Coaching can benefit everyone, from your leaders to peers to direct reports. You can even coach your customers. Of course, achieving this improvement is easier said than done. This is where coaching models for managers come in. There are various coaching models out there that were created for specific audiences and situations. The key is to critically evaluate the various elements that make up a model and choose one that will create the biggest impact for your team and organization.
Let’s take a look at coaching model examples and discuss the key components that should be a part of your framework.
A Popular Coaching Model for Managers
One popular model is the GROW Coaching model. While this model is in the public domain and offers a conversation framework, there are also some notable drawbacks.
The GROW Coaching Model
GROW stands for:
What do you/your coachee want to achieve?
Where is your coachee now, or what is your coachee’s current level of knowledge and skills?
What are your options when it comes to achieving your objectives?
What will you/your coachee do from here on out to get to the goal?
Limitations of the GROW Model
Though the GROW coaching model offers a simple and achievable framework to initiate your coaching journey, it is better suited as a mentoring model. Using this as your sole coaching framework comes with a few limitations:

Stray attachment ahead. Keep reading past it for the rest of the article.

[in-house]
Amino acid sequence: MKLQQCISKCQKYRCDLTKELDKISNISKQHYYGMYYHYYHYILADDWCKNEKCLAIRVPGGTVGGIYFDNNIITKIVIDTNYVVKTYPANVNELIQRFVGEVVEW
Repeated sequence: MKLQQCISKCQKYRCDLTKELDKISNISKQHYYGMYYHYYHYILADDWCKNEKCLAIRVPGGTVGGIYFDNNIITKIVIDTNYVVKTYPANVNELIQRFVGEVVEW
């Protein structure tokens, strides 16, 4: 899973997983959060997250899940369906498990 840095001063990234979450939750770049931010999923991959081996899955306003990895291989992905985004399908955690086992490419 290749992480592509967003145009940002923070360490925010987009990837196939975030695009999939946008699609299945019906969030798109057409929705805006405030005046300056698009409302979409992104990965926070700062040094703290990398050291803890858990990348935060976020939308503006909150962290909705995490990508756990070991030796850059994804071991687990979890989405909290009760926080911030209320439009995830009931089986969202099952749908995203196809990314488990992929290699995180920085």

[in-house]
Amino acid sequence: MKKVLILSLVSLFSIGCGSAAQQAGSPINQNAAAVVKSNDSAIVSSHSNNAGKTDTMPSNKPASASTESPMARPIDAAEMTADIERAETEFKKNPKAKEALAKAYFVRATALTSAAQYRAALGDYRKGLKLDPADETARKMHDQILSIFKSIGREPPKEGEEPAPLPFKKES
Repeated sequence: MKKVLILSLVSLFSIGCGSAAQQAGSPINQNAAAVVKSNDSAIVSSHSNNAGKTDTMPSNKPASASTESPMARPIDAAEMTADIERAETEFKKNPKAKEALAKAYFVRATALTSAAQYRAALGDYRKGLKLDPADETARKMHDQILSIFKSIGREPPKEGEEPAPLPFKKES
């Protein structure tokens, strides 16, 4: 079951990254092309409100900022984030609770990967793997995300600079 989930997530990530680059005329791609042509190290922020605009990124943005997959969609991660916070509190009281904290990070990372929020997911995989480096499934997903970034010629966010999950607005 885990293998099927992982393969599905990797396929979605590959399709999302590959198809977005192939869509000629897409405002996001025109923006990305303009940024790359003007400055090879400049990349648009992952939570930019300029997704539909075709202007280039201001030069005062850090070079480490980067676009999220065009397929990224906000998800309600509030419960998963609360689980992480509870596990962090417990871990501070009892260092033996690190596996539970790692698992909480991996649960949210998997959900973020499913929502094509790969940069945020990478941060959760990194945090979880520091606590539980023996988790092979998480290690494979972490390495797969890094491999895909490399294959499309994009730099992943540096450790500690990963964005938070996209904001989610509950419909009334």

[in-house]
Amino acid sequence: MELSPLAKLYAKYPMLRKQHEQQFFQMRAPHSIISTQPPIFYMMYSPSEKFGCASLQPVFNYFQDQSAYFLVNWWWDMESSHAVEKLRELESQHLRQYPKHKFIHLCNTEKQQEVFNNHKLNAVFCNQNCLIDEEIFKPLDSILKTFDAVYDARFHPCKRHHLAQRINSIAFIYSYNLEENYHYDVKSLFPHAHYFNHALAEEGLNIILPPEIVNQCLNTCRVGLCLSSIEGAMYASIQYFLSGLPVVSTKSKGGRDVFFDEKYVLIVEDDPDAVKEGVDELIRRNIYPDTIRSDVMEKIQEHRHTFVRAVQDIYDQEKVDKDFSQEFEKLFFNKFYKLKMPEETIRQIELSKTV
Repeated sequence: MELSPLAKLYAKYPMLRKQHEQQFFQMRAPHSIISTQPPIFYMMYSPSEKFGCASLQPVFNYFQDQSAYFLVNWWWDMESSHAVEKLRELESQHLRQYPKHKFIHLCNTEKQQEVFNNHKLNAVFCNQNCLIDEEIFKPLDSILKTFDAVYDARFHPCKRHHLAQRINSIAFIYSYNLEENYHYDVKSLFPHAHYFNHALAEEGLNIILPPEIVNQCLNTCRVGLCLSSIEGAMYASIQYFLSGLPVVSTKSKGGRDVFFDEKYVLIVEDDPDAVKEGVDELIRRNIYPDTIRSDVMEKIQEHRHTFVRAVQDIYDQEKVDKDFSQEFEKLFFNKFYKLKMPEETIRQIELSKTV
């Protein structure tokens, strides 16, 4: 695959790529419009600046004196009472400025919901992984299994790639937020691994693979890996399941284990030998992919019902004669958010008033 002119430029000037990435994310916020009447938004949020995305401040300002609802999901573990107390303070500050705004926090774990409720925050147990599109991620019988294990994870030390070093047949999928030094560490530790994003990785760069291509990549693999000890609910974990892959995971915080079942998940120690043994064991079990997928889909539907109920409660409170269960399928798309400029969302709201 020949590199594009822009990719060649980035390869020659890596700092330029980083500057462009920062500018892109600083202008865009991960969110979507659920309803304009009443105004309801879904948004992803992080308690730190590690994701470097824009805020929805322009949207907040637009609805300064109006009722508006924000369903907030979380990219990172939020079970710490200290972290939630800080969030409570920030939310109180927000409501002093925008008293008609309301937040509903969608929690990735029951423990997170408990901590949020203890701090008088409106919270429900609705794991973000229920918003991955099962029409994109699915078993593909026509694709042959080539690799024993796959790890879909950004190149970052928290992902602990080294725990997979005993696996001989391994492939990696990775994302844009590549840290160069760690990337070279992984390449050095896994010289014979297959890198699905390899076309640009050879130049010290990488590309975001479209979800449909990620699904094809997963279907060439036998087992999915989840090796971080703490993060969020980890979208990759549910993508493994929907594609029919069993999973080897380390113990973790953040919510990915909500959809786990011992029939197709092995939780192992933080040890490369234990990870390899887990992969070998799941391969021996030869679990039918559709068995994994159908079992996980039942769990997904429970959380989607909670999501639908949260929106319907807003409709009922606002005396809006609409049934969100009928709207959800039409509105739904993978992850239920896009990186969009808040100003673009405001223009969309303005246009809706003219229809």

1. The GROW model was developed by tennis coaches—not business coaches. Therefore, CMOE does not encourage business leaders to use it as their predominant coaching resource. GROW is general enough that managers often use it broadly, but since it was not developed for business, it often misses the unique nuances that occur while coaching professionals in a working environment. We recommend managers find solutions that offer greater research validity in the model and approach.
2. The GROW Model is a fairly broad and vague framework that assumes the coachee:
Understands what they need to do differently to change/succeed
Is genuinely motivated in making the necessary changes
Has the skills or knowledge to make necessary changes, which may not always be the case.
The GROW Model is an inside-out approach. This approach is for self-aware coachees who know they need to change and take a self-guided approach to achieve their goals. They are self-motivated to make progress. In this situation, a manager’s role as a coach is minimized, and they can operate as a mentor instead.
What Does a Good Coaching Model Entail?
So, what happens when a coachee does not know how or what to change or is not self-motivated? A good coaching model acknowledges both an inside-out AND an outside-in approach. For the latter, let’s examine the Coaching TIPS²™ model as an example.
TIPS²™ was founded on the premise that coachees make impactful progress with a coach who can identify opportunities for improvement that a coachee may not notice about themselves. The model includes five skills that guide a coach in offering support, defining the purpose of the coaching conversation, helping the coachee see the impact of their actions, creating a plan to improve results, and applying following up actions to initiate behavior change.